Maurice West stresses the importance of social activism in health

Maurice West stresses the importance of social activism in health
Photo courtesy of Maurice A. West

Maurice A. West serves as an external affairs manager and Dean of Men at Paul Quinn College in Dallas. West places a heavy emphasis on retention and academic achievement through teaching, motivation, training, and providing guidance and counseling for students.

What role does vaccination play in the health of the Black community?

I think it’s an important role. I serve as the Dean of Men, and I manage corporate external affairs at Paul Quinn College in Dallas. We have been very adamant about protecting and safeguarding not just our students, but also our community. In the North Texas area, we average over 600 people a day coming to get tested and making sure they have the resources. We are very supportive of all [the] things that make people more aware. The choice is yours, and we have to leave that decision in the hands of everyone. We’re also going to encourage people to make a smart decision about staying safe, getting a vaccination, and also getting the booster. But more importantly, frequent testing, because we’re still not removed from various strains that may come about [is important].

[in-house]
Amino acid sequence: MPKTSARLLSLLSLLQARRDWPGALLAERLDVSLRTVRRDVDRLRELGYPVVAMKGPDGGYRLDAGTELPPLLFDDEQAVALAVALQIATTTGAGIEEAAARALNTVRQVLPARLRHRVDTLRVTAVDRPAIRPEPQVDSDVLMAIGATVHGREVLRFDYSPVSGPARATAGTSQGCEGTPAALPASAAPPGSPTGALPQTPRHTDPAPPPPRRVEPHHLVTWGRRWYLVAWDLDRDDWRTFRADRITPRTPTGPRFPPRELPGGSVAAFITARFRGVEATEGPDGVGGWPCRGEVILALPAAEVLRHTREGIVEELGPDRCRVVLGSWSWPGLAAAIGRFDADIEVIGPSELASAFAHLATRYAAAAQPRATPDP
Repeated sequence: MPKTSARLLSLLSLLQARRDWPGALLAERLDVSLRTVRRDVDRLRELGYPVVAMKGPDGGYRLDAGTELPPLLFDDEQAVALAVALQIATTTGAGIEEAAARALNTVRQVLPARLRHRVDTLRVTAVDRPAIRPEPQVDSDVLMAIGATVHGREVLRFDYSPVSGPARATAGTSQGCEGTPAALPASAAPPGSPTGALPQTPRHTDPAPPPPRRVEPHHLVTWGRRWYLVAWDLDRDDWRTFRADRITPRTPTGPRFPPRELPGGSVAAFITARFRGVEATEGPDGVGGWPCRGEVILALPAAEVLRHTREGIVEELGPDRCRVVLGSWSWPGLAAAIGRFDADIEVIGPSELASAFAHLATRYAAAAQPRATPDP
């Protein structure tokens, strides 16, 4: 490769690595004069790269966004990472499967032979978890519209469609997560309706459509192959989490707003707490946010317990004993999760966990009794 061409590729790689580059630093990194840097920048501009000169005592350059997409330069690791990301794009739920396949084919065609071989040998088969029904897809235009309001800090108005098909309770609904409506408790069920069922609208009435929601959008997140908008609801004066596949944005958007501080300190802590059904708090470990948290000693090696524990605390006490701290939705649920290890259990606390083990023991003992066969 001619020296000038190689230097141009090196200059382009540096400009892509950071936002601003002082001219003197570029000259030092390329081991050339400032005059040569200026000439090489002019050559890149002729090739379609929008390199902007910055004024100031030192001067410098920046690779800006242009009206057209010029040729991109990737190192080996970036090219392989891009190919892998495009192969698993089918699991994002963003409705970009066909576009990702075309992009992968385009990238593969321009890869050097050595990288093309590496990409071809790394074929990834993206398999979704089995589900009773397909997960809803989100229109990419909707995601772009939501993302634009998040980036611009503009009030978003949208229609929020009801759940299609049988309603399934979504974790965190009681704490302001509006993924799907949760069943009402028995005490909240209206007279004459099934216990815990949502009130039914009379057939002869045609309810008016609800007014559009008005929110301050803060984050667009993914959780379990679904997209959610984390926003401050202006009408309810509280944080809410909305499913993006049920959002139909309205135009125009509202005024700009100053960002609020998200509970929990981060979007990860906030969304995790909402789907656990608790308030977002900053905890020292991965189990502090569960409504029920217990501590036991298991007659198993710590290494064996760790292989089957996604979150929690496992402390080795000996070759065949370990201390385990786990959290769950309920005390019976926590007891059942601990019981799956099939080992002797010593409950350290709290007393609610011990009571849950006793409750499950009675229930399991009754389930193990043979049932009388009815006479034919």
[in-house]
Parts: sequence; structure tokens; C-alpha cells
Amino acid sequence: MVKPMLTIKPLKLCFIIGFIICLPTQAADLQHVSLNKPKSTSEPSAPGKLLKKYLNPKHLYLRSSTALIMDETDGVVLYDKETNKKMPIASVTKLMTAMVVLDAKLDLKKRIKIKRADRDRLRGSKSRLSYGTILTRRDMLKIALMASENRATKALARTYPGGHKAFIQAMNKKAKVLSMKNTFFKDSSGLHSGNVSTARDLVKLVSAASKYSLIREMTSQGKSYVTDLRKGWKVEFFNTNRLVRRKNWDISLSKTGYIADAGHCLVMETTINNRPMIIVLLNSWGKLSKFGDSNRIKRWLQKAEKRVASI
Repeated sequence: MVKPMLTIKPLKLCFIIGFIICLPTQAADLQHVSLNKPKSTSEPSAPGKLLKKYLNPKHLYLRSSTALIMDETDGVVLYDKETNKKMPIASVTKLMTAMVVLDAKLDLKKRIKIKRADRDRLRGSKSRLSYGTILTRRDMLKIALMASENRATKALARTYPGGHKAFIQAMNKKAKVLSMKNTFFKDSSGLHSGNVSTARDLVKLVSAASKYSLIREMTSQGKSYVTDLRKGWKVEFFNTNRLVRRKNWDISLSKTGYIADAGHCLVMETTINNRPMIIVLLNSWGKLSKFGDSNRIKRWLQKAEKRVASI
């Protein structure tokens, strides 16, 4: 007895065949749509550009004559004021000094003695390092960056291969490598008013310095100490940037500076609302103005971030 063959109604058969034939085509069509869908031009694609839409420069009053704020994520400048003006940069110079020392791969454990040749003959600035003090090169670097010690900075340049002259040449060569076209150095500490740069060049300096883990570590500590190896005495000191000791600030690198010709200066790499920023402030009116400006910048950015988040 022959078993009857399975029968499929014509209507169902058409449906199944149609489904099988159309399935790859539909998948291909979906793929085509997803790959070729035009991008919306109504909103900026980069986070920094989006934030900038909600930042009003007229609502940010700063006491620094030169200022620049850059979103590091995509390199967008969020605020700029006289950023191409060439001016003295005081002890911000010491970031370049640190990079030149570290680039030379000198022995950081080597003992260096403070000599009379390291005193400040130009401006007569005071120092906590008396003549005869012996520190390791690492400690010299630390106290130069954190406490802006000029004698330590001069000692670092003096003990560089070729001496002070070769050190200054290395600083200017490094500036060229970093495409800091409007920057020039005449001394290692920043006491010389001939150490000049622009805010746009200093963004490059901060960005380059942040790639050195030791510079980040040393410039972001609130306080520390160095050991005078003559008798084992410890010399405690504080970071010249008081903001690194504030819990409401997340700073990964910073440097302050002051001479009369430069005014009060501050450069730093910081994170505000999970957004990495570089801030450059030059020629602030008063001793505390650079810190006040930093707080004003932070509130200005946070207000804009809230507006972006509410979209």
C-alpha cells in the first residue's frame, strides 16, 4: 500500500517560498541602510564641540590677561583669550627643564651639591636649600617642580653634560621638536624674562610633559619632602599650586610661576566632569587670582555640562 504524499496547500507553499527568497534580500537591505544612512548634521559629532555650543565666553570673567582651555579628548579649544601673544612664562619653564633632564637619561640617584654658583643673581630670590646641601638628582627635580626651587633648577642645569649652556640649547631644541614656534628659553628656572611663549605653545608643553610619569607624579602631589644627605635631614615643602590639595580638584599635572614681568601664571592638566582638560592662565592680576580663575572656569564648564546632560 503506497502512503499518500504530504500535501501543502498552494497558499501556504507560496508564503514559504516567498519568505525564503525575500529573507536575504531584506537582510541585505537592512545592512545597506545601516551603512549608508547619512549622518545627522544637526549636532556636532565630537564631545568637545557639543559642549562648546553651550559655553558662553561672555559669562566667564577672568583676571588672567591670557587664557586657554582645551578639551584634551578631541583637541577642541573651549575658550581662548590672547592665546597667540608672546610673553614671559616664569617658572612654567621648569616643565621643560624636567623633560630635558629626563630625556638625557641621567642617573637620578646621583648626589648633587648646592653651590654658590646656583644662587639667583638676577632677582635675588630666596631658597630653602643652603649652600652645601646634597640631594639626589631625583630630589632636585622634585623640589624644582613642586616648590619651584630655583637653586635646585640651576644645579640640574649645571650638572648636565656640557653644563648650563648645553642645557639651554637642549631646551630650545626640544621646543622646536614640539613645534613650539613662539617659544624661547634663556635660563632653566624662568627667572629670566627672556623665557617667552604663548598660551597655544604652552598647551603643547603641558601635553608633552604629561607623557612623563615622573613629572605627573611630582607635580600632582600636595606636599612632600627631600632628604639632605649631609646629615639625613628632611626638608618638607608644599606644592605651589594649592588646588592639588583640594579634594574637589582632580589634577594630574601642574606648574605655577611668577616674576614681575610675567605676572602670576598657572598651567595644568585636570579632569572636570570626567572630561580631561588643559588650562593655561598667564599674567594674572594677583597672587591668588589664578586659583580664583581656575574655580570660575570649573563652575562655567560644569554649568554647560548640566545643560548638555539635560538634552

What information helped you to decide to get vaccinated?

It was a couple of factors. One, I felt that me working out, eating right, and doing things that were needed was a determining factor. Some people think about if the respiratory system is being compromised. Secondly, I felt that it fell in line with other communicable diseases like the poliovirus vaccination, and the influenza vaccination. The meningitis shot is required in the state of Texas because if you’re going to be in any common ground or common settings, or if you’re going to live as a resident like on a college campus, it’s required. I’m in college administration, so I have to be an example, and give young people the encouragement to say, “it’s going to be okay.”

How important is social activism in health?

I think more than anything it’s critical. It’s something that we all can speak to, and make a statement about. It makes sense and it’s good, but there are some people who don’t know. It’s our responsibility to be educated, informed, engaged, and to educate those [who] might not have a trusted science or industry leader. It’s our responsibility to get the older citizens who are retired and while they trust the pastor and the community leaders, we need to get them to trust someone else who’s a little younger that’s testing this out. … Social activism is critical in our communities and in our social media life because the more people who become comfortable with it and become educated, it’s going to help us save our generations.

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